An embarrassment of letters: In December 2019, the New York Times attempted two substantial presentations about the current state of American public schools.
Bad news! On December 3, the Times presented a front-page report about the 2019 Pisa scores. In print editions, the gloomy report appeared beneath this headline:
School Reforms Fail to Lift U.S. On Global TestOof! The Times' front page report painted a gloomy picture about the state of American schools.
On the other hand, good news! On December 6, the Times published this upbeat opinion column. The column included a type of information which is rarely allowed to appear in major American newspapers.
According to the opinion column, Mississippi's fourth-graders have been recording large score gains in reading on the Naep. Online, the column appears beneath this upbeat headline:
There Is a Right Way to Teach Reading, and Mississippi Knows ItThe column offered a somewhat implausible explanation for the apparent good news from this high-poverty state. Mississippi began stressing phonics instruction in 2013, and that's when the reading scores rose. According to this upbeat column, that's the right way to teach reading!
The nation was "stagnant" and "disappointing;" Mississippi was on the rise. So the Times had reported.
On Sunday, December 22, the Times published a set of nine letters in which readers discussed these two presentations. Inevitably, as if by law, one of the letters described the educational greatness of fabulous Finland:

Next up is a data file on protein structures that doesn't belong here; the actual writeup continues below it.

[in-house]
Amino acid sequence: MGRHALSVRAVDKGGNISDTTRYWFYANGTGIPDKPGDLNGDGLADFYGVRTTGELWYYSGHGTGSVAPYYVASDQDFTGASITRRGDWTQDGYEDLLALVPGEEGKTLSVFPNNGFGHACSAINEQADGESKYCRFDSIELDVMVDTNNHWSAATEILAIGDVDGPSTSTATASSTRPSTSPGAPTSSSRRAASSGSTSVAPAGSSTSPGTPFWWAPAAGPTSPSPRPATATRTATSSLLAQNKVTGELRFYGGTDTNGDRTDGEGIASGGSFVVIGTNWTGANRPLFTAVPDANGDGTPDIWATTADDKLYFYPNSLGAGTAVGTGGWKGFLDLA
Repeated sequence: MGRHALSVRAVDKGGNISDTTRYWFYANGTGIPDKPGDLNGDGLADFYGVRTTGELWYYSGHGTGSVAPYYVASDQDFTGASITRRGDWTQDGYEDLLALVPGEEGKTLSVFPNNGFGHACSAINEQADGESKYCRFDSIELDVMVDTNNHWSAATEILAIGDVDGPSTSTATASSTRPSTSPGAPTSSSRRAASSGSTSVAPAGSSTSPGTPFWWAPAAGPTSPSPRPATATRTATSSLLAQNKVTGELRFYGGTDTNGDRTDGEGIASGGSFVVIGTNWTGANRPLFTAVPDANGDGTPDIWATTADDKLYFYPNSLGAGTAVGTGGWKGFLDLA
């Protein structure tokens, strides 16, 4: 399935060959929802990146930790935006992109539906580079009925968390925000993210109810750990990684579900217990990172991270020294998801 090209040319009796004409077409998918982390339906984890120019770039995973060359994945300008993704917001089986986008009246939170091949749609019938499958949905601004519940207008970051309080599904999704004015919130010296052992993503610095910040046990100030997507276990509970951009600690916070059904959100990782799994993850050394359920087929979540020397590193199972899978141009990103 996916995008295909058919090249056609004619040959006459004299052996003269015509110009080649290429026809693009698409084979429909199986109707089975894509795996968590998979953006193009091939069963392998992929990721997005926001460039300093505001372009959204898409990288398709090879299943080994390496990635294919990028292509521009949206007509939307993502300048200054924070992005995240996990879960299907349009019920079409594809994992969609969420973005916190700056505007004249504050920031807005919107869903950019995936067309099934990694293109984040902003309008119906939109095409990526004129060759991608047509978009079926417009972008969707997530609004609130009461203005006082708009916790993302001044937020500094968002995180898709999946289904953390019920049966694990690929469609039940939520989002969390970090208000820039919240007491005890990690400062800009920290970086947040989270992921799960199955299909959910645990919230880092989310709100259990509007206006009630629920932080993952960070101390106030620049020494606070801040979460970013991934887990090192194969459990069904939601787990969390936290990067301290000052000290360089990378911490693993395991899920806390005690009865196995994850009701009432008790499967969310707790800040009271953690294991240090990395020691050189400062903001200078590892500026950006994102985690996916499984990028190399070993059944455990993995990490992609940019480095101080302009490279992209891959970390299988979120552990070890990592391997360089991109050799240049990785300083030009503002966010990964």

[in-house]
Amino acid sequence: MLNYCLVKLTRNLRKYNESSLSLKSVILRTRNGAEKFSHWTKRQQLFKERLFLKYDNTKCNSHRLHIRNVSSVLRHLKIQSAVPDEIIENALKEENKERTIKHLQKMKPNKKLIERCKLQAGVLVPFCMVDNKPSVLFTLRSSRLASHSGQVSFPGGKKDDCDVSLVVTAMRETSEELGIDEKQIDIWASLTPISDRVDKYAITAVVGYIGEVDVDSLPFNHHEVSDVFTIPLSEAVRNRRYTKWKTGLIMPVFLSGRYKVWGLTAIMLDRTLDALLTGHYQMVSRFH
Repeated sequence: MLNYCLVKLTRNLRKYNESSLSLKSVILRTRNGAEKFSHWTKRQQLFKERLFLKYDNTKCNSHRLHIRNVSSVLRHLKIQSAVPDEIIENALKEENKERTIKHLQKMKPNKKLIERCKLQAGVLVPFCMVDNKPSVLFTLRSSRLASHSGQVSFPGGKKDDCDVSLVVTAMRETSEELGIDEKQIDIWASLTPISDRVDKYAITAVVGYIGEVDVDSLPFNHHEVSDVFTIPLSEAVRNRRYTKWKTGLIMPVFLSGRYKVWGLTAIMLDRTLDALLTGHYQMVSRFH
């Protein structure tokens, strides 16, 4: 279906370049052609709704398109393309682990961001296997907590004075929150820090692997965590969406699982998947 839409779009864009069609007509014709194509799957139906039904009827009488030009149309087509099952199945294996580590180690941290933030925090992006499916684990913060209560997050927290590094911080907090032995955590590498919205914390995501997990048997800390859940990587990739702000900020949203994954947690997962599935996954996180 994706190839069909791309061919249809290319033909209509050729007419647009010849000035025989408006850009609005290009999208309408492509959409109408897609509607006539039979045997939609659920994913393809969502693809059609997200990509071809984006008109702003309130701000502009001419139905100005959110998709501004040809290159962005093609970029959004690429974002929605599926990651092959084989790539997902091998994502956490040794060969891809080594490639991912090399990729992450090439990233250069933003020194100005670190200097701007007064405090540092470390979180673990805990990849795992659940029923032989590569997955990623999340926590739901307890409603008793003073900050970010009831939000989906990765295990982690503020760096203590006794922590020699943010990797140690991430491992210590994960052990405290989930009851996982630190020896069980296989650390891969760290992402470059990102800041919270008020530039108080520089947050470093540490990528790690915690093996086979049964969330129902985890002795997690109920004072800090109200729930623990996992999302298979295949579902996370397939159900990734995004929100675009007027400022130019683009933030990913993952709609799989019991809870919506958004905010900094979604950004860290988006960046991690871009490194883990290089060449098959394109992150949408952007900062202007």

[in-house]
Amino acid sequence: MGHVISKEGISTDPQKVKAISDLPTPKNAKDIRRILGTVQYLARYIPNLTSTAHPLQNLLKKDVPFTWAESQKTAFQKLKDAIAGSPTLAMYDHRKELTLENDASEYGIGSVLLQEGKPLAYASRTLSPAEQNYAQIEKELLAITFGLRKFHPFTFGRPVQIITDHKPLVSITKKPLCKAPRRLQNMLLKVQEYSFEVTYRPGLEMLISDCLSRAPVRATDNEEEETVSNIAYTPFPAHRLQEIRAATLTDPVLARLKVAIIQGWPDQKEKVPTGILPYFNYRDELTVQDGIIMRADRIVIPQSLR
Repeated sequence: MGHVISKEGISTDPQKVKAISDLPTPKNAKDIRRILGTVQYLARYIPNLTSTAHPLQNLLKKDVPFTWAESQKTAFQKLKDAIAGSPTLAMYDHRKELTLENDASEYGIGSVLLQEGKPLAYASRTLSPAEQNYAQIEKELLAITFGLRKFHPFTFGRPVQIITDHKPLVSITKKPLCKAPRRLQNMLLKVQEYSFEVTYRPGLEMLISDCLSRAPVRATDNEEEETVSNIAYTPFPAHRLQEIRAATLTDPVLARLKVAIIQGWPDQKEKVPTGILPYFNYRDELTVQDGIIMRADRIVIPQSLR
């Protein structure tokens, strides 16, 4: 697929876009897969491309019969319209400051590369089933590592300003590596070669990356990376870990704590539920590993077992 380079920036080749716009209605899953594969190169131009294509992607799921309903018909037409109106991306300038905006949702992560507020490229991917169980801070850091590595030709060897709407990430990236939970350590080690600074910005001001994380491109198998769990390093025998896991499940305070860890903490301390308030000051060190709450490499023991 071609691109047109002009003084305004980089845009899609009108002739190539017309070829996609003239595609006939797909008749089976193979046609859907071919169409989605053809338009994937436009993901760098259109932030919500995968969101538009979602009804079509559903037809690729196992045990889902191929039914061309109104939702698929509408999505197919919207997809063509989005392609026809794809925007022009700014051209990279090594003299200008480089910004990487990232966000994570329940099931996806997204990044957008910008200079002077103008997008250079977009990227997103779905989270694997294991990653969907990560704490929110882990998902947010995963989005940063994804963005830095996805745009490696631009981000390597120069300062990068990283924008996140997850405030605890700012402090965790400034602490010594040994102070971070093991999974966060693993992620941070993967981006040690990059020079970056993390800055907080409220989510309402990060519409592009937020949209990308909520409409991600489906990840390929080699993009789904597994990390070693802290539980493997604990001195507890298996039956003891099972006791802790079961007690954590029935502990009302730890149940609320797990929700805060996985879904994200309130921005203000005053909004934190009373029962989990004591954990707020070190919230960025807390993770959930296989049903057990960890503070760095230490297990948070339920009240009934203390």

LETTERS TO THE NEW YORK TIMES (12/22/19): The stagnant results of the international PISA exam have spoken: An extensive overhaul in the American education system is desperately needed. Although myriad troubles plague American schools—from lack of support for immigrant students to inequalities between schools—part of the solution may lie in one of the countries that outperformed us on the PISA exam: Finland."In our desperation," we've overtested—and fabulous Finland has not! This seems to explain why miraculous Finland "outperformed us on the Pisa."
Our country has sought to boost test scores by introducing a multitude of standardized tests, essentially forcing teachers to center their class around preparing for these tests rather than teaching their students foundational skills. In Finnish schools, students are subject to almost no standardized tests, yet Finnish students surpassed American students in the PISA exam.
In our desperation to improve academic achievement, our country has fostered a culture obsessed with test results, yet, ironically, this fixation only serves as a detriment to America’s academic performance on the international stage.
Finland—a small, middle-class, unicultural nation—did outperform us on the Pisa. Or at least, Finland achieved this distinction depending on the way you choose to evaluate basic Pisa data.
That said, did Finland "outperform us on the Pisa" because we've been testing too much? Almost surely, that isn't the case. Indeed, it isn't even all that clear that Finland's schools outperformed our own schools at all, depending on the way you choose to analyze Pisa data.